BALTIMORE — As vaccinations continue Baltimore faith leaders are asking for partnership with state and local leaders.
"While hesitancy is part of the problem, the main problem, in my estimation is access," said Pastor Derrick DeWitt. "You have sites that are not exactly accessible for everyone."
DeWitt is the director of Maryland Baptist Aged Home He's also pastor of the First Mount Calvary Church nearby.
"We understand that in these communities' people who need the help the most are probably going to be the last to get it if they get it at all," he said Thursday.
DeWitt and other faith-based community leaders are asking for greater partnership when it comes to vaccine rollout and access.
"There’s going to be a lot of struggle even if you make it accessible to get people to take it," he said. "That's why there has to be a partnership between the people who are issuing the vaccinations and the people of the community trusts to convince them to take it."
Pastors like DeWitt would like to see vaccinations sites in underserved communities.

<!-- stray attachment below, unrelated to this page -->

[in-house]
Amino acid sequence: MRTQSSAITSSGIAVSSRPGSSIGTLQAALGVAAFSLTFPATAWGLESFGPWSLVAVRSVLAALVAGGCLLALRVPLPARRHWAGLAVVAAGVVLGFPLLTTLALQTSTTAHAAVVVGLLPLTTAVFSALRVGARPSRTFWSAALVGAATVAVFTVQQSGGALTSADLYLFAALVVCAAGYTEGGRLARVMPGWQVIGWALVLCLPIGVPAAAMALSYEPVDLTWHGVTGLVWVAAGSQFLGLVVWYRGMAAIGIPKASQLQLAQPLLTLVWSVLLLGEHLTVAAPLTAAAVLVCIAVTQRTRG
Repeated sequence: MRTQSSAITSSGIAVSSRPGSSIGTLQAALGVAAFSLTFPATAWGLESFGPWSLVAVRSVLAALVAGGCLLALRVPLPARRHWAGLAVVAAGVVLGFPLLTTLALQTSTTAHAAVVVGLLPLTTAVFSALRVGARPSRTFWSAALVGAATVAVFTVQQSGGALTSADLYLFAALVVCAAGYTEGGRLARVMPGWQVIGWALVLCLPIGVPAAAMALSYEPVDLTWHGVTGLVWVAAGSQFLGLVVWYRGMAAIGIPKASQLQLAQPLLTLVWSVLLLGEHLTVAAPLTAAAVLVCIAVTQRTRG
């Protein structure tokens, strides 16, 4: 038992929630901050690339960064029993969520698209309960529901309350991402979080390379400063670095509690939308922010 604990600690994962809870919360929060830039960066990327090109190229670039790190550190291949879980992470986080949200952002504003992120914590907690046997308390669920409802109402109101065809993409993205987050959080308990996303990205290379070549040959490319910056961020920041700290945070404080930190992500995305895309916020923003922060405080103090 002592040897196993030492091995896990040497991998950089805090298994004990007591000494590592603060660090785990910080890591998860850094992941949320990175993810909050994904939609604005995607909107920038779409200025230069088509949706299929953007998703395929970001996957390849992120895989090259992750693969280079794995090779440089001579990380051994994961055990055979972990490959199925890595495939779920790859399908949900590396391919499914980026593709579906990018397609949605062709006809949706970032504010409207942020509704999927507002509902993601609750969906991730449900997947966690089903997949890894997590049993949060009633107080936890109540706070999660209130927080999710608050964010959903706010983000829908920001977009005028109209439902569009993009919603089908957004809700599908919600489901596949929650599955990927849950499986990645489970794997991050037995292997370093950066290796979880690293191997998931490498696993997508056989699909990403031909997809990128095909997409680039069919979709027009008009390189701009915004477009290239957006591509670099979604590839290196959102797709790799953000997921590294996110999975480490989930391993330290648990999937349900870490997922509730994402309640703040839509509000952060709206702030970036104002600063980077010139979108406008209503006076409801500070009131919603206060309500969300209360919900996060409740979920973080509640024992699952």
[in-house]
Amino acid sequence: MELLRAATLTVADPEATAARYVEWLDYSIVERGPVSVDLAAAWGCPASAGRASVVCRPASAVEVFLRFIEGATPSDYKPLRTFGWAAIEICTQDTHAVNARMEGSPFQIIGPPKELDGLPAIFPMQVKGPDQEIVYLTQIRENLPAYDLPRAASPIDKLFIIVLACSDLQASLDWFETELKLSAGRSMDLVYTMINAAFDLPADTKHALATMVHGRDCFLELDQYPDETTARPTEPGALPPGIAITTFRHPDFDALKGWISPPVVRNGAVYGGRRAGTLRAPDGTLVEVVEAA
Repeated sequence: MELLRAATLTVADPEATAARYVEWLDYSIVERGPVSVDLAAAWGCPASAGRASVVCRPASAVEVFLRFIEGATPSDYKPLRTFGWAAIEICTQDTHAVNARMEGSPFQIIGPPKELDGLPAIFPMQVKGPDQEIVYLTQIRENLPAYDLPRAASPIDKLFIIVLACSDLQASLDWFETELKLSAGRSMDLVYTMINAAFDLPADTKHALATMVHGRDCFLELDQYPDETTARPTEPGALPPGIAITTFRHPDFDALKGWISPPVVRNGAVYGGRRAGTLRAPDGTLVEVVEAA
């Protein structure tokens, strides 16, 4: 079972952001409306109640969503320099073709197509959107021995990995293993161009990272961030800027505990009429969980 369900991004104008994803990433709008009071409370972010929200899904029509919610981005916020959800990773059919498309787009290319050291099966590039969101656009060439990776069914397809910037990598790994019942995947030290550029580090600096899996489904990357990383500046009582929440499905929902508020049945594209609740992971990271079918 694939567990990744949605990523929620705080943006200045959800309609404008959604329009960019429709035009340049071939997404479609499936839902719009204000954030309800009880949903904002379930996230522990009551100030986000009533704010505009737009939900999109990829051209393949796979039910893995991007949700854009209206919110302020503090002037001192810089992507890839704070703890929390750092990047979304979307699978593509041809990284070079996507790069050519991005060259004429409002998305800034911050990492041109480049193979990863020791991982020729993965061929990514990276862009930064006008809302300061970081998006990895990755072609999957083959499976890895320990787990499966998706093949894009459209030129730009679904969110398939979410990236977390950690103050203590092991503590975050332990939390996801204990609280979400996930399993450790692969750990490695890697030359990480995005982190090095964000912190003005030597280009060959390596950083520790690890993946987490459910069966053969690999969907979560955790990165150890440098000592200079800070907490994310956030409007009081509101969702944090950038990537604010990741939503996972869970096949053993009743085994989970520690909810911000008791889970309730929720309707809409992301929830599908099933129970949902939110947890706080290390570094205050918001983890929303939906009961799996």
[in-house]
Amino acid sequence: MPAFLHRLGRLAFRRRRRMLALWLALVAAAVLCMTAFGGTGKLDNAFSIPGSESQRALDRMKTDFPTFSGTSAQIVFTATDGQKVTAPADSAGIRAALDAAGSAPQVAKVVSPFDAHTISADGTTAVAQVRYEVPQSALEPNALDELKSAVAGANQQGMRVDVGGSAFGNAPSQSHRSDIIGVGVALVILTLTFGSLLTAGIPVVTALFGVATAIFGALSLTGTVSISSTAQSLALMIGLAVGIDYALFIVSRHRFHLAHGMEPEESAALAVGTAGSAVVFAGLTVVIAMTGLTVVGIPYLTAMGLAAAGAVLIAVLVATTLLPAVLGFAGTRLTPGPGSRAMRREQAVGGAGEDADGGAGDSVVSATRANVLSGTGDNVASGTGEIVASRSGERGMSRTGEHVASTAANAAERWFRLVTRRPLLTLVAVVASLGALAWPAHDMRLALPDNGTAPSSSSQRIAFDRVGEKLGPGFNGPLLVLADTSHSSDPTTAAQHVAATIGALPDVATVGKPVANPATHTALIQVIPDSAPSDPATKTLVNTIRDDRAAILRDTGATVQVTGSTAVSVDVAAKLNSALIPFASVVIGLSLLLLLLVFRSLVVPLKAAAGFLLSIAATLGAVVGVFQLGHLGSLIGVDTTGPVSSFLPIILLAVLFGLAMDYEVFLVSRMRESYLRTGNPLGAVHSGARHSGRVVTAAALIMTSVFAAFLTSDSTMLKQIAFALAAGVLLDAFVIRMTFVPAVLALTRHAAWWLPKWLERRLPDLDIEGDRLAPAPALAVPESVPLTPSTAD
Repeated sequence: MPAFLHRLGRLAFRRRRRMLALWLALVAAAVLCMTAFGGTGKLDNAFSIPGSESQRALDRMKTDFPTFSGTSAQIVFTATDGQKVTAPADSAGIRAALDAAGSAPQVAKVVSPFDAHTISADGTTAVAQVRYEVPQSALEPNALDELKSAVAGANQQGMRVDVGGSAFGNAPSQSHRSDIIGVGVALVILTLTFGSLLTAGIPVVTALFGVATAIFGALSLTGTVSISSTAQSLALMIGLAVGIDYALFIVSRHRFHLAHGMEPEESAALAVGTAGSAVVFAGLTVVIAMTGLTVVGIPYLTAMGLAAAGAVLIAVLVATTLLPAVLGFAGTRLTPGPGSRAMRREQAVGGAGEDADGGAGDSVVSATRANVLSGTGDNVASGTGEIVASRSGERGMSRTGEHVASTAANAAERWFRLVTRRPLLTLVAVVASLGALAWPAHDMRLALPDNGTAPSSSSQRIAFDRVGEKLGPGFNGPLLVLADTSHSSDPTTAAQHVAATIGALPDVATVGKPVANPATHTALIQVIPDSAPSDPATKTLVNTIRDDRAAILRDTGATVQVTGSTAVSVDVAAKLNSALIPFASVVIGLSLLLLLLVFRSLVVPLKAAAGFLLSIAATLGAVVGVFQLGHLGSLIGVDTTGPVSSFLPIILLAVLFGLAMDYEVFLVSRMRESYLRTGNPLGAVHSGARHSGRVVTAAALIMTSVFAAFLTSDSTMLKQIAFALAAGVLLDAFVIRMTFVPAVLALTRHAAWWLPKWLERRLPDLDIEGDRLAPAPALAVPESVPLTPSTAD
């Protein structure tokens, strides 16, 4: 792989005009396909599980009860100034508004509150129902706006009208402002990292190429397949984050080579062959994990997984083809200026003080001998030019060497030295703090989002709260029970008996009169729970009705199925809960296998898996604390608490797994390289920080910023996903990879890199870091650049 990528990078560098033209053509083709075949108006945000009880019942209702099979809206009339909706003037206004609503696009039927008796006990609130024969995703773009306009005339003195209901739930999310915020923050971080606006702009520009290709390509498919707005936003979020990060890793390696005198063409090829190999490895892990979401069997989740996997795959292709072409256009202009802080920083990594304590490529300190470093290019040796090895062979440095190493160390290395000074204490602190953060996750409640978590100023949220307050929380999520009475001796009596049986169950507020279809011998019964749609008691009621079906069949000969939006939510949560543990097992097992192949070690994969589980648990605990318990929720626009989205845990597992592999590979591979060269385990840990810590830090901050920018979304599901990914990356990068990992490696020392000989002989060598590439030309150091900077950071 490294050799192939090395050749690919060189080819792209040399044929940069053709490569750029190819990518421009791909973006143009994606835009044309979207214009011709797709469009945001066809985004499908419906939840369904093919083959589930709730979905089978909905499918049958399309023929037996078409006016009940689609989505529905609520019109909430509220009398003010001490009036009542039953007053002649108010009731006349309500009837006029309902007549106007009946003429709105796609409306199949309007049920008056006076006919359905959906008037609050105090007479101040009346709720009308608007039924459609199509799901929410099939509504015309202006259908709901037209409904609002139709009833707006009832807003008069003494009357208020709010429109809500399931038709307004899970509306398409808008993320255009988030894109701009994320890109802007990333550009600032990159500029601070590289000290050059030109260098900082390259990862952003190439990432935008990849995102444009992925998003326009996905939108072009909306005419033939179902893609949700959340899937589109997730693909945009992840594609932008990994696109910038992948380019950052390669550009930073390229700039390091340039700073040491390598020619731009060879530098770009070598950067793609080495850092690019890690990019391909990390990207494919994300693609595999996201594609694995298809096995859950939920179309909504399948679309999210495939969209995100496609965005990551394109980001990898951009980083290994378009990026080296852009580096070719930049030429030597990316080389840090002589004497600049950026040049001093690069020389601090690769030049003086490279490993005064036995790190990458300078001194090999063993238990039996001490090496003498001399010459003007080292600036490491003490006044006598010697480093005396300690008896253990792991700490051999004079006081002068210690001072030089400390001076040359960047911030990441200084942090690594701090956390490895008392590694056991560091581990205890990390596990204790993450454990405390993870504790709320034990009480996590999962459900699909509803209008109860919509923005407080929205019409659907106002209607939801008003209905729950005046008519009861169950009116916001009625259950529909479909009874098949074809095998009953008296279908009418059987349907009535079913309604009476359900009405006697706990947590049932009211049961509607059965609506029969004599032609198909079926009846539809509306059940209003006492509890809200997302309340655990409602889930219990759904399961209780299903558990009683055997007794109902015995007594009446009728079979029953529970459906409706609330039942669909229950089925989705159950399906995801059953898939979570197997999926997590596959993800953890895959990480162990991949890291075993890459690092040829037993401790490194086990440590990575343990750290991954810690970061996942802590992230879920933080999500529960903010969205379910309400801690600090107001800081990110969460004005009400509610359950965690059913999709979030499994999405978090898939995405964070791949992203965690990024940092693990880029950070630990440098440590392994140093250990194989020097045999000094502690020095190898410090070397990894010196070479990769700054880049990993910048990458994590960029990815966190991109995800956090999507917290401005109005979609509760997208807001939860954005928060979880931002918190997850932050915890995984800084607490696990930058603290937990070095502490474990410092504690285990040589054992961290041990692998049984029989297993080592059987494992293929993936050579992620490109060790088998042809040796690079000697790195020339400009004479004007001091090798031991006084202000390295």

"It's a very real problem when you say we're going to have a vaccination process in a pandemic and we want you to come get vaccinated but these locations don't serve everyone."
As WMAR-2 News has reported Baltimore City has announced partnerships with local health partners and high education institutions. So far there have been no major faith-passed announcements.
Yesterday Mayor Brandon Scott addressed if his administration and the health department have reached out to faith leaders for their involvement.
"Absolutely. Yes," said Mayor Scott. "All of the faith-based folks are going to be involved. All credible community masses are going to be involved in this. We know that some of that work has already started to happen but we’re going to see even more."
An issue that remains, vaccine supply.
Pastor DeWitt had this message for those in his community, "We as faith-based leaders will do what we can do to try to make sure that the vaccine is available to you."